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Hudsonetal1998

Hudsonetal1998 - REPORTS dynamics of dissolved nutrient...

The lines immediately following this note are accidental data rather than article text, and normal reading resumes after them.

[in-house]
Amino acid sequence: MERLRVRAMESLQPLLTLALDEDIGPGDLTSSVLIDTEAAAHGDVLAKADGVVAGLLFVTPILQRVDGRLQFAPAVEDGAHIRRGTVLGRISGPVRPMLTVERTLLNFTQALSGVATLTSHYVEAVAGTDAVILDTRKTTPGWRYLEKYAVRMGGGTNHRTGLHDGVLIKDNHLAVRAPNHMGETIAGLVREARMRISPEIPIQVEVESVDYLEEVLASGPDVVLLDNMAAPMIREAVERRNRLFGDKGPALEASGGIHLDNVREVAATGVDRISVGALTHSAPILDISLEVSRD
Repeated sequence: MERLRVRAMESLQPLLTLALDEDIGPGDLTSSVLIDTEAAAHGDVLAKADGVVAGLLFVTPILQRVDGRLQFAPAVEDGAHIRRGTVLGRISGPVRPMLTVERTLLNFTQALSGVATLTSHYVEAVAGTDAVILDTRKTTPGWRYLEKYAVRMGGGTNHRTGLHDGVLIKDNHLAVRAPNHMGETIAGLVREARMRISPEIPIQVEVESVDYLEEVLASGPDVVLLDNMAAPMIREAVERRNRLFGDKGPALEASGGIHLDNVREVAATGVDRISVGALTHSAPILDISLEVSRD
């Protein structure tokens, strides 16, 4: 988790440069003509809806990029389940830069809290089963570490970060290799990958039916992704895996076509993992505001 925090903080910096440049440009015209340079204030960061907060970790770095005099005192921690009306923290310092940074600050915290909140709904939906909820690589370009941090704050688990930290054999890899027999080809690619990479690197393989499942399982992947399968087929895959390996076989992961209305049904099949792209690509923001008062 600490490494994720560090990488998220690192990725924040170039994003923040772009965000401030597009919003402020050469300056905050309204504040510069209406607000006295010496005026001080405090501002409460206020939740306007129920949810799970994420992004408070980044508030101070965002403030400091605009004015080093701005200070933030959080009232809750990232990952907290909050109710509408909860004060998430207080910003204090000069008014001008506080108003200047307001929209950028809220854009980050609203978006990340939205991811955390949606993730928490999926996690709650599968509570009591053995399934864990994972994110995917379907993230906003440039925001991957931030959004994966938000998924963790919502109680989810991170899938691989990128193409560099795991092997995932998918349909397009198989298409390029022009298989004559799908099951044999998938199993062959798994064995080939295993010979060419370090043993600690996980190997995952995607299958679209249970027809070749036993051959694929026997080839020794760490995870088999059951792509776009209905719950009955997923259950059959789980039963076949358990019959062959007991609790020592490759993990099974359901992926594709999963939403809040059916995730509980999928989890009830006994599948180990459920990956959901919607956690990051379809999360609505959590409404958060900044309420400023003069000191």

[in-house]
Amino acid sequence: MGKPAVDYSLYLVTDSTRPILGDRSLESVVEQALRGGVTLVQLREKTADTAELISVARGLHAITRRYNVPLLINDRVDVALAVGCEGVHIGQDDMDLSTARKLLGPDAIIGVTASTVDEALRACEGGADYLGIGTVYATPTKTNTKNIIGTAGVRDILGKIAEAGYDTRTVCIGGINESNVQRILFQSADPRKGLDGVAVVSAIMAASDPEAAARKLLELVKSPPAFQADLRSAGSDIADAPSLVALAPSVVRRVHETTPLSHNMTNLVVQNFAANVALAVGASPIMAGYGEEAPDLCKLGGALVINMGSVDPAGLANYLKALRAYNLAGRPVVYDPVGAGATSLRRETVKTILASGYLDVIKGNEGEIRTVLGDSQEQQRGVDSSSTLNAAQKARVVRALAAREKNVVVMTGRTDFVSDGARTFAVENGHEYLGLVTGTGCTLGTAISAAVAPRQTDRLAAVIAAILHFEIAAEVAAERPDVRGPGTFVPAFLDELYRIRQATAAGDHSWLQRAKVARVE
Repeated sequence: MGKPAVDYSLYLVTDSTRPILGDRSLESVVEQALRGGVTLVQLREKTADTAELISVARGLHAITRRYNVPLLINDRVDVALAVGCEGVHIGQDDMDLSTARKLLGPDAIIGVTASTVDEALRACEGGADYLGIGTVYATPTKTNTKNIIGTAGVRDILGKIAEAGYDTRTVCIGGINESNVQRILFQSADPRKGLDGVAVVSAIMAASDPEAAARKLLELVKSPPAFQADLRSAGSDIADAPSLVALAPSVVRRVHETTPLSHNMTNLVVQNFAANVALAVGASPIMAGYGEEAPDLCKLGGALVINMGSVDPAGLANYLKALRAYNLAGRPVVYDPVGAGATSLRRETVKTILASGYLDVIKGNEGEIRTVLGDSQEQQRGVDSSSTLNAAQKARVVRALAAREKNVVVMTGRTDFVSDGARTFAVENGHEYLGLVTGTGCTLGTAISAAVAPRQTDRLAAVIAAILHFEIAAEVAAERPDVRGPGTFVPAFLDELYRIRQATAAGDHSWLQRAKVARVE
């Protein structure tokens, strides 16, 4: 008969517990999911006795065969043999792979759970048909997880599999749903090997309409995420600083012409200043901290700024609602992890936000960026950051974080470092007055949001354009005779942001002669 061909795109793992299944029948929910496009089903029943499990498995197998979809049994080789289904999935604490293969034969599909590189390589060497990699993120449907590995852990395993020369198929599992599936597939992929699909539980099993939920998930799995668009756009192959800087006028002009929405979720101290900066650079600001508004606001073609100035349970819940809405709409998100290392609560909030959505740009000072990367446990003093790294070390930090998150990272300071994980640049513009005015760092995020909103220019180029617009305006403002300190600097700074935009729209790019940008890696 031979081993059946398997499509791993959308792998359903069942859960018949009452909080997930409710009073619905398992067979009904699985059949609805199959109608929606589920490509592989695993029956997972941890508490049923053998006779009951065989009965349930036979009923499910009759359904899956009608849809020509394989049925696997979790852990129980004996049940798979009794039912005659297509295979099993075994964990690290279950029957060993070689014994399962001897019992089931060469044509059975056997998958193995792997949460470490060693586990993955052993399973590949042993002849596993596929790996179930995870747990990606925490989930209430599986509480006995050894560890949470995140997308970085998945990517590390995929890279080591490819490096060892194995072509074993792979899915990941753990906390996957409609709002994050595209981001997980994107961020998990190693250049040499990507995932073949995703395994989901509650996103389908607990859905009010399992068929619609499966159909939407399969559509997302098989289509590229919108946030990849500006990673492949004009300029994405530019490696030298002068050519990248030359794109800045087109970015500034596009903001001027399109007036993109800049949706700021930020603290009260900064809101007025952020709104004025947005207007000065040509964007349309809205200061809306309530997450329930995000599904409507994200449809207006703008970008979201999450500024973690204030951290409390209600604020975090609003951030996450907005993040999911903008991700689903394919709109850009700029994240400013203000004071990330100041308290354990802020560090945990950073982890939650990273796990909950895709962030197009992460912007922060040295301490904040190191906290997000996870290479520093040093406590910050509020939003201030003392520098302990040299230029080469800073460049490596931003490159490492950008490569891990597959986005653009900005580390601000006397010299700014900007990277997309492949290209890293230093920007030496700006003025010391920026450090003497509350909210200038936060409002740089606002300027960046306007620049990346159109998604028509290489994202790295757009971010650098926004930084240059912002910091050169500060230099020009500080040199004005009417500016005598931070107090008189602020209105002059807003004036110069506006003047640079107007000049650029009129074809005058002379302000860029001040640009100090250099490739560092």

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dynamics of dissolved nutrient patches. We have yet to identify the frequency of occur- rence and magnitude spectra of such patches in specific microbial food webs. They un- doubtedly represent interesting ecological niches for bacteria, and they will also con- tribute much to our understanding of the flow of nutrients and energy in aquatic ecosystems if they prove to be major pathways. References and notes 1. J. C. Goldman, Bull. Mar. Sci. 35 , 462 (1984). 2. E. M. Purcell, Am. J. Phys. 45 , 3 (1977). 3. G. A. Jackson, Limnol. Oceanogr. 32 , 1253 (1987). 4. W. Bell and R. Mitchell, Biol. Bull. 143 , 265 (1972). 5. J. G. Mitchell, A. Okubo, J. A. Fuhrman, Nature 316 , 58 (1985); J. D. Bowen, K. D. Stolzenbach, S. W. Chisholm, Limnol. Oceanogr. 38 , 36 (1993). 6. N. Blackburn, unpublished observations. 7. iiii , F. Azam, Å. Hagstro ¨m, Limnol. Oceanogr. 42 , 613 (1997). 8. Samples were taken, immediately before observation, from the vicinity of algal mats in a large seawater aquarium with high through-flow. The microbial community could be characterized as being rich and diverse. Identical communities have been observed in completely natural habitats. A standard microscope fitted with a dark-field condenser was used for ob- servation with a 10 3 objective giving a depth of field of ; 20 m m. The magnification was increased for some recordings with a magnifying lens. Samples were observed in a chamber made by a 1.5-mm- thick rubber O-ring placed on top of a microscope slide and covered with a cover slip. A fiber optic light source was used for illumination to minimize heat transfer. A standard video camera and VCR were used for recordings. 9. A. Andersson, C. Lee, F. Azam, Å. Hagstro ¨m, Mar. Ecol. Prog. Ser. 23 , 99 (1985); P. A. Jumars, D. L. Penry, J. A. Baross, M. J. Perry, B. W. Frost, Deep-Sea Res. 36 , 483 (1989). 10. J. T. Lehman and D. Scavia, Proc. Natl. Acad. Sci. U.S.A. 79 , 5001 (1982). 11. P. J. L. Williams and L. R. Muir, in Ecohydrodynamics , J. C. J. Nihoul, Ed. (Elsevier, New York, 1981), pp. 209–218; D. J. Currie, J. Plankton Res. 6 , 591 (1984); G. A. Jackson, Nature 284 , 439 (1980). 12. D. A. Brown and H. C. Berg, Proc. Natl. Acad. Sci. U.S.A. 71 , 1388 (1974). 13. T. Fenchel, Microbiology 140 , 3109 (1994); J. G. Mitchell et al. , Appl. Environ. Microbiol. 61 , 877 (1995); J. G. Mitchell, L. Pearson, S. Dillon, K. Kantalis, ibid. , p. 4436; J. G. Mitchell, L. Pearson, S. Dillon, ibid. 62 , 3716 (1996); G. M. Barbara and J. G. Mitchell, ibid. , p. 3985. 14. Samples of seawater were enriched with 0.02% tryp- tic soy broth and left overnight, after which the culture contained strains of highly motile bacteria. Samples were sandwiched between a slide and cover slip after the addition of cells from a pure culture of Pavlova lutheri . A ring of bacteria around the air- water interface of the chamber indicated near anoxia inside the chamber. 15. P. A. Wheeler, in Nitrogen in the Marine Environment , E. J. Carpenter and D. G. Capone, Eds. (Academic Press, New York, 1983), p. 309. 16. F. Azam and J. W. Ammerman, in Flows of Energy and Materials in Marine Ecosystems , M. J. R. Fasham, Ed.
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